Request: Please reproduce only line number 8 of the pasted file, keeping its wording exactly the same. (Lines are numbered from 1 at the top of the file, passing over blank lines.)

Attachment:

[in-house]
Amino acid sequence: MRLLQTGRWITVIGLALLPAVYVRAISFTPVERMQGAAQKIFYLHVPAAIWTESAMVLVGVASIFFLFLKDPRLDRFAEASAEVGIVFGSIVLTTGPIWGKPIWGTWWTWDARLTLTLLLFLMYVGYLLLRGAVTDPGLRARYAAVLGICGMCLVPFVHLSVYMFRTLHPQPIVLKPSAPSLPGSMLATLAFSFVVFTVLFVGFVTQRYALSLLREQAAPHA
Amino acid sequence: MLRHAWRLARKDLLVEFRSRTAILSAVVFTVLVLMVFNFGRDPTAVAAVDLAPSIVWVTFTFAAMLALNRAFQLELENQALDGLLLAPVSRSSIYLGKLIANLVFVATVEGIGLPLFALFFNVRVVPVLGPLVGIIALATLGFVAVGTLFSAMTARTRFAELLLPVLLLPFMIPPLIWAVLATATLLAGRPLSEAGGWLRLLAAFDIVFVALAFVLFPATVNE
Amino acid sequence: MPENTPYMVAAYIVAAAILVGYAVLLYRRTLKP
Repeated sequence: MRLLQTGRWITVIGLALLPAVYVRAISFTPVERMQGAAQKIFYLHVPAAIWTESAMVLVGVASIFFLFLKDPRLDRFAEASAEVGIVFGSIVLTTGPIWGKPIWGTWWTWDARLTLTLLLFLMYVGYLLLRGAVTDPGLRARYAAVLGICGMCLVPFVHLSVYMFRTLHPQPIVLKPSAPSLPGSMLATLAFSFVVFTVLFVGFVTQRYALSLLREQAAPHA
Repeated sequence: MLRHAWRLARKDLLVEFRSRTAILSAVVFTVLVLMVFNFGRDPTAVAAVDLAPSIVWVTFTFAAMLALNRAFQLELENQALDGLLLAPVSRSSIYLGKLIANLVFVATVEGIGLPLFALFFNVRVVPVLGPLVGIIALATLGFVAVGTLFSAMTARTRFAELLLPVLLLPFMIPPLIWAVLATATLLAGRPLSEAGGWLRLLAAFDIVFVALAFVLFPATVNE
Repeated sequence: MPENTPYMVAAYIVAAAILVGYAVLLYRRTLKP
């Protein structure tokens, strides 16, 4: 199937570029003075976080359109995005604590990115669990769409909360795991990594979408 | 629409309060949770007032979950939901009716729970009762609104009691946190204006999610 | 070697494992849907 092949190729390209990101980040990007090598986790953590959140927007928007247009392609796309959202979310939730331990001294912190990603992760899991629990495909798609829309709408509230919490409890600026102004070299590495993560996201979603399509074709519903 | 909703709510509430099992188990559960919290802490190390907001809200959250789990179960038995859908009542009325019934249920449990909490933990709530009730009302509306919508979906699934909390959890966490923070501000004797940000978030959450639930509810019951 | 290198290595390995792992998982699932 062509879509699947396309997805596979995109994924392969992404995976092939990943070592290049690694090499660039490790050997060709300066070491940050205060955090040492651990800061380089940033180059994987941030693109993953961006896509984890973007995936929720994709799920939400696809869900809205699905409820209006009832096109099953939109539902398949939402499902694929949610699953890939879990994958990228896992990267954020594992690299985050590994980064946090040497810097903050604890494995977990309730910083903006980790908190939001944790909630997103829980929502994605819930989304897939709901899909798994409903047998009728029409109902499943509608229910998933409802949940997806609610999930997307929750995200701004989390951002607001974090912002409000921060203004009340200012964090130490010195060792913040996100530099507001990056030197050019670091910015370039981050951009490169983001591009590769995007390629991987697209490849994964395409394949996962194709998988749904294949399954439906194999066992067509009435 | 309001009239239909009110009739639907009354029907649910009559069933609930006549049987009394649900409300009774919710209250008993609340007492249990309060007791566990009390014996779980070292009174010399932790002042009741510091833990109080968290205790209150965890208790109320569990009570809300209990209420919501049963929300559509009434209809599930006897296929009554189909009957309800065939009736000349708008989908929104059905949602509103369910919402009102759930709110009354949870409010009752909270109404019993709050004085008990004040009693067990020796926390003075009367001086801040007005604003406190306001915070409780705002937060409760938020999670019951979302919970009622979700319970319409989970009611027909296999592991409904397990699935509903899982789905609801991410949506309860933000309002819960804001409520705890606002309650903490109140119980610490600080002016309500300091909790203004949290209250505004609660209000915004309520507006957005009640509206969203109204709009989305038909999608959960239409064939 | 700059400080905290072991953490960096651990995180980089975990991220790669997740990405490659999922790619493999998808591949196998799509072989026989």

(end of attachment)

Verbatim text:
């Protein structure tokens, strides 16, 4: 199937570029003075976080359109995005604590990115669990769409909360795991990594979408 | 629409309060949770007032979950939901009716729970009762609104009691946190204006999610 | 070697494992849907 092949190729390209990101980040990007090598986790953590959140927007928007247009392609796309959202979310939730331990001294912190990603992760899991629990495909798609829309709408509230919490409890600026102004070299590495993560996201979603399509074709519903 | 909703709510509430099992188990559960919290802490190390907001809200959250789990179960038995859908009542009325019934249920449990909490933990709530009730009302509306919508979906699934909390959890966490923070501000004797940000978030959450639930509810019951 | 290198290595390995792992998982699932 062509879509699947396309997805596979995109994924392969992404995976092939990943070592290049690694090499660039490790050997060709300066070491940050205060955090040492651990800061380089940033180059994987941030693109993953961006896509984890973007995936929720994709799920939400696809869900809205699905409820209006009832096109099953939109539902398949939402499902694929949610699953890939879990994958990228896992990267954020594992690299985050590994980064946090040497810097903050604890494995977990309730910083903006980790908190939001944790909630997103829980929502994605819930989304897939709901899909798994409903047998009728029409109902499943509608229910998933409802949940997806609610999930997307929750995200701004989390951002607001974090912002409000921060203004009340200012964090130490010195060792913040996100530099507001990056030197050019670091910015370039981050951009490169983001591009590769995007390629991987697209490849994964395409394949996962194709998988749904294949399954439906194999066992067509009435 | 309001009239239909009110009739639907009354029907649910009559069933609930006549049987009394649900409300009774919710209250008993609340007492249990309060007791566990009390014996779980070292009174010399932790002042009741510091833990109080968290205790209150965890208790109320569990009570809300209990209420919501049963929300559509009434209809599930006897296929009554189909009957309800065939009736000349708008989908929104059905949602509103369910919402009102759930709110009354949870409010009752909270109404019993709050004085008990004040009693067990020796926390003075009367001086801040007005604003406190306001915070409780705002937060409760938020999670019951979302919970009622979700319970319409989970009611027909296999592991409904397990699935509903899982789905609801991410949506309860933000309002819960804001409520705890606002309650903490109140119980610490600080002016309500300091909790203004949290209250505004609660209000915004309520507006957005009640509206969203109204709009989305038909999608959960239409064939 | 700059400080905290072991953490960096651990995180980089975990991220790669997740990405490659999922790619493999998808591949196998799509072989026989």